This is a joint review about Children of Naor and Evil Children of Naor.

Before I write anything else, I'll mention that Justyna Plichta-Jendzio's Dark Children of Naor and Evil Children of Naor were originally published in Polish (Aleksandra Kateusz has translated both books to English). The third Naor book, Cursed Children of Naor, will be published soon.

It took a while for me to read these books, but I'm glad that I had a chance to read them, because I enjoyed reading them. A lot has already been written about them and several reviewers have praised them, so I'll try not to repeat what has been said before. I'll try to write a spoiler-free review, because I don't want to reveal what happens in the stories.

Dark Children of Naor consists of three novellas:
- The Hunter
- The Burden of Inheritance
- Second Wife

Evil Children of Naor also consists of three novellas:
- Darkness of the Soul
- The Blade of Hate
- The Silence of Kurgans

Dark Children of Naor is an introduction to the world of Naor and in Evil Children of Naor the author continues to explore the different places of the world through the characters and their actions, and she does it well. Although Evil Children of Naor is the second book, it can easily be easily read as a standalone book, because it doesn't really matter in which order you read the stories.

The world of Naor is filled with different races, creatures, places and magic. Justyna Plichta-Jendzio has plenty of imagination and she has created a fascinating and diverse fantasy world, which is inhabited by elves, dragons, demons, vampires and other creatures and beings.

Dark Children of Naor and Evil Children of Naor can be categorized as traditional and epic fantasy. Both books contain strong fantasy elements and also dark fantasy elements. It's nice that there's darkness in the world of Naor, because it adds a lot of style and depth to the stories.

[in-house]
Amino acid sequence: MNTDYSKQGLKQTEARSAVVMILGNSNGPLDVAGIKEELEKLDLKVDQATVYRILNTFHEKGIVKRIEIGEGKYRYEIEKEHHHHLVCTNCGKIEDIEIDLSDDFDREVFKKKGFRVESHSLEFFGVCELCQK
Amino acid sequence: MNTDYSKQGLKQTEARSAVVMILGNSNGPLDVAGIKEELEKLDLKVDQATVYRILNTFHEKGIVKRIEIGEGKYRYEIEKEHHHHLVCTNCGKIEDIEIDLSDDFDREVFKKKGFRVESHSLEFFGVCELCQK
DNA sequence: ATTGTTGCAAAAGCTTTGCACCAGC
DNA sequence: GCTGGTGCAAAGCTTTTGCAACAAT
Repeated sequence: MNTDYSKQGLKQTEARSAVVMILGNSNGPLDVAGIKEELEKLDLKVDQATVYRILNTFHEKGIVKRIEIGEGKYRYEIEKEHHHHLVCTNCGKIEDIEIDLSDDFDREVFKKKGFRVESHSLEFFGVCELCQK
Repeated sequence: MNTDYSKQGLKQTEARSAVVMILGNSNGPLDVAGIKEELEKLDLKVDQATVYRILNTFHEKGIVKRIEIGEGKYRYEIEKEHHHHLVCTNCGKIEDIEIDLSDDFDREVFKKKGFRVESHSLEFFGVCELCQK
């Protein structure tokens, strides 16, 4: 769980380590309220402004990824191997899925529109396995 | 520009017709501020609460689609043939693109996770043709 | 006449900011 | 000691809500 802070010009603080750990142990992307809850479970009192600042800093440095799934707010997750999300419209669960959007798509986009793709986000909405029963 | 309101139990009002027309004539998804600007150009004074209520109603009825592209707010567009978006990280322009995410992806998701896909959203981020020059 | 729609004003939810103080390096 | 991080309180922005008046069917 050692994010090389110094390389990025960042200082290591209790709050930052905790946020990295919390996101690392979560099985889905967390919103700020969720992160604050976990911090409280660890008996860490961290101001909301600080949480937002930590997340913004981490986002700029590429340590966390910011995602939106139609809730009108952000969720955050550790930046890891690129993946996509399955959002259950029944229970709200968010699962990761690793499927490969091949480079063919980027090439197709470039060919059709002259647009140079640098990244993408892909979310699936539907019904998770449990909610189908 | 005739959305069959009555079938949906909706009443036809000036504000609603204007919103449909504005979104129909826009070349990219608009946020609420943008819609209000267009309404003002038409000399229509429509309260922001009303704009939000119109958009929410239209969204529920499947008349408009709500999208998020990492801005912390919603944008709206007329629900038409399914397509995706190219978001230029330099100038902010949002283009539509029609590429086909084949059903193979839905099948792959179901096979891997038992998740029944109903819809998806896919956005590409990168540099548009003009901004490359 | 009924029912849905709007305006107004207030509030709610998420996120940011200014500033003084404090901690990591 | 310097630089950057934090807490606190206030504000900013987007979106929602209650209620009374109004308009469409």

The author approaches fantasy and magic in a mythical and a bit mysterious way, which is very nice, because it adds lots of style to her stories. I think that she has been inspired quite a lot by folklore and different legends and myths, and she has decided to use them in her stories.

The stories in these books are loosely connected to each other, but they all take place in the world of Naor. They reveal bits and pieces of the world to the readers. This kind of an approach to building a fantasy world is interesting, because it allows the author to develop the world gradually and add new things to the world when necessary. I've liked this kind of approach to building a fantasy world ever since I read Robert E. Howard's Conan and Solomon Kane stories, so I found myself enthralled by these stories (in my opinion there's something a bit similar in these books as there is in Robert E. Howard's stories, but on the whole they're different from Howard's stories).

Justyna Plichta-Jendzio is a talented author, because her writing style is wonderfully descriptive and she knows how to tell stories and deliver surprises. She writes about different themes and explores them in a surpringly fluent and entertaining way. She easily creates tension and excitement, and hooks the reader with the happenings.